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HarperCollins, 1996 - Berlin (Germany) - 279 pages
12 Reviews

Bernard Samson returns to Berlin in the final novel in the classic spy trilogy, FAITH, HOPE and CHARITY

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4 stars from me, but only in the context of the 8 preceding books. What a wonderful series, beautifully drawn characters built around a fascinating premise of realising you know nothing about the person you thought you intimately knew!
Although Charity has been written to tie up the loose ends, I agree with some of the other reviewers of being left with nagging inconsistencies. For example, after trying to stage the elaborate death of Fiona, in Charity she is now wheeling, dealing and traipsing around Europe - you would think that her previous employers at the first opportunity would take her out !
What I love about these books is the feeling that this is what the spy game's really like, long periods of routine activity, argy bargy with office politics and very intense periods of freaking terror! To my mind the only other author who can do this as well as Len is La Carre.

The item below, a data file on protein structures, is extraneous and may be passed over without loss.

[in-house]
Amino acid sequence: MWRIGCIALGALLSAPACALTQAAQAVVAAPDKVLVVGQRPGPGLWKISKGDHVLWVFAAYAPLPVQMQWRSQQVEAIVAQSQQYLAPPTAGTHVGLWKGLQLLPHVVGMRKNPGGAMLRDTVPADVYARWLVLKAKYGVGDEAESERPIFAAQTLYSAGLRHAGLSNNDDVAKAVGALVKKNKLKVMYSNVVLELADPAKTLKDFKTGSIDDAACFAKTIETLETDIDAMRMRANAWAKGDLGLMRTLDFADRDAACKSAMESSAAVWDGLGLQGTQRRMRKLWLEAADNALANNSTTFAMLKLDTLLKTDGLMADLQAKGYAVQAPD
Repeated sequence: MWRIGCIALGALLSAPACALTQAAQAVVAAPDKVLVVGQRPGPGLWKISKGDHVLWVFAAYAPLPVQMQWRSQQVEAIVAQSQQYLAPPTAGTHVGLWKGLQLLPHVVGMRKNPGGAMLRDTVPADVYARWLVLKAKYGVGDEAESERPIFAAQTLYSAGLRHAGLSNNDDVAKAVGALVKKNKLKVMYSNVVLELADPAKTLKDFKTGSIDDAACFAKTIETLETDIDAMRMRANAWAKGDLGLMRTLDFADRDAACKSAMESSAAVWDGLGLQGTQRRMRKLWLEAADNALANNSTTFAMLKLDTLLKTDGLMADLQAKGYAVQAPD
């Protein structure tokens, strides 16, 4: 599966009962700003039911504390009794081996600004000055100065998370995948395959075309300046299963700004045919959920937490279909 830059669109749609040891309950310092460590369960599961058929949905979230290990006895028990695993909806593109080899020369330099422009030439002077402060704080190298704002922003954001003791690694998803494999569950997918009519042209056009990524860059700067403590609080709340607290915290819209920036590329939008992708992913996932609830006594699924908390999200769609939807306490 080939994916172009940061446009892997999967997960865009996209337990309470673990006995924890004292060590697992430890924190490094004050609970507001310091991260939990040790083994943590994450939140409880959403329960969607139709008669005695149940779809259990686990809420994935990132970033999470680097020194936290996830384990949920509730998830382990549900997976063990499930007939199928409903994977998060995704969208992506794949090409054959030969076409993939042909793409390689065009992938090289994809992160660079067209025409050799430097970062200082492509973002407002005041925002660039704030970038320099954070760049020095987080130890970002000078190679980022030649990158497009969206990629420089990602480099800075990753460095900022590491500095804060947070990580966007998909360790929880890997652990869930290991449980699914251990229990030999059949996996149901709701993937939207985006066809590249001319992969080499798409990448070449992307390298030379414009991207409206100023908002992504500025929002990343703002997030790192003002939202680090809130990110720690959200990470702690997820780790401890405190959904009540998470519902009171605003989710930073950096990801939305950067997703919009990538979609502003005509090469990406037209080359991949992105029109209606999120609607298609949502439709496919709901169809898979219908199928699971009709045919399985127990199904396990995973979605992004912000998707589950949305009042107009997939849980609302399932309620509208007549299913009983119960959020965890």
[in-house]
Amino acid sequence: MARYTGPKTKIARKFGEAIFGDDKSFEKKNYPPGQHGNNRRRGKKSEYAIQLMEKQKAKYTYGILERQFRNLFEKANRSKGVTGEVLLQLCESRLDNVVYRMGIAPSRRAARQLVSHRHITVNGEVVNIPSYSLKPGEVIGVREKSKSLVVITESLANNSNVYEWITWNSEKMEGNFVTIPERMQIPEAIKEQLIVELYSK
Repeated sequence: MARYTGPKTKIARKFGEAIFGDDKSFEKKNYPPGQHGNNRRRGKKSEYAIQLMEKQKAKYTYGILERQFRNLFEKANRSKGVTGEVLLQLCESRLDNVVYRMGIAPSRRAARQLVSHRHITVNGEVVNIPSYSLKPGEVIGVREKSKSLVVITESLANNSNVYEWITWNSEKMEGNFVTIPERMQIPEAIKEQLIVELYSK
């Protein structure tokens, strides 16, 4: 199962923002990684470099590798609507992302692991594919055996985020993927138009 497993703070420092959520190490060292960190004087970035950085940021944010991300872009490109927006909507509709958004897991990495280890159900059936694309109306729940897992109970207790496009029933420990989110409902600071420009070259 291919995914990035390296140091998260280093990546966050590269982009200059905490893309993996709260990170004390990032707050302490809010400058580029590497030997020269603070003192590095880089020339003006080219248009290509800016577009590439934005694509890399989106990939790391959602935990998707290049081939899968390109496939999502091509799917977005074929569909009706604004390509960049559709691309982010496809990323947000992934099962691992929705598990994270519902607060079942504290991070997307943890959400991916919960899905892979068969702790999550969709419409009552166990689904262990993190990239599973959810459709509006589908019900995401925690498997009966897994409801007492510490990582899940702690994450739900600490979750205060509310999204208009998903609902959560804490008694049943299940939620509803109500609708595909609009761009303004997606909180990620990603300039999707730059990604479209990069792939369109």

Bernard as the anti-hero within a conservative bureaucratic system is fantastic, he is like a Raymond Chandler character, tough as nails, a bit of a smart arse, with (sometimes) a heart of gold. I enjoyed as a reader how you áre not necessarily told everything he is thinking at any one time, but may be given an explanation of his take on events later in the story. Also, the irony of his family suburban life; "Honey I'm home, these bruises, oh I walked into a door, how are the kids".
I'm going to really miss all these wonderful characters.

Review: Charity (Bernard Samson #9)

User Review  - Graeme Stuart Waymark - Goodreads

Having now finished the series ending with 'Charity', I had previously placed my review with the penultimate book in the series of 10 novels and of this particular trilogy: 'Hope'. As that review ... Read full review


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About the author (1996)

Len Deighton was born in London, England on February 18, 1929. He served in the Royal Air Force Special Investigations Branch and graduated from the Royal College of Art in 1955. Before becoming the master of the modern spy thriller, he worked as an airline steward and as an illustrator. His first novel, The Ipcress File, was published in 1962. His other novels include Funeral in Berlin, Berlin Game, Mexico Set, London Match, Spy Hook, Spy Line, and Spy Sinker. He also writes television plays and cookbooks.

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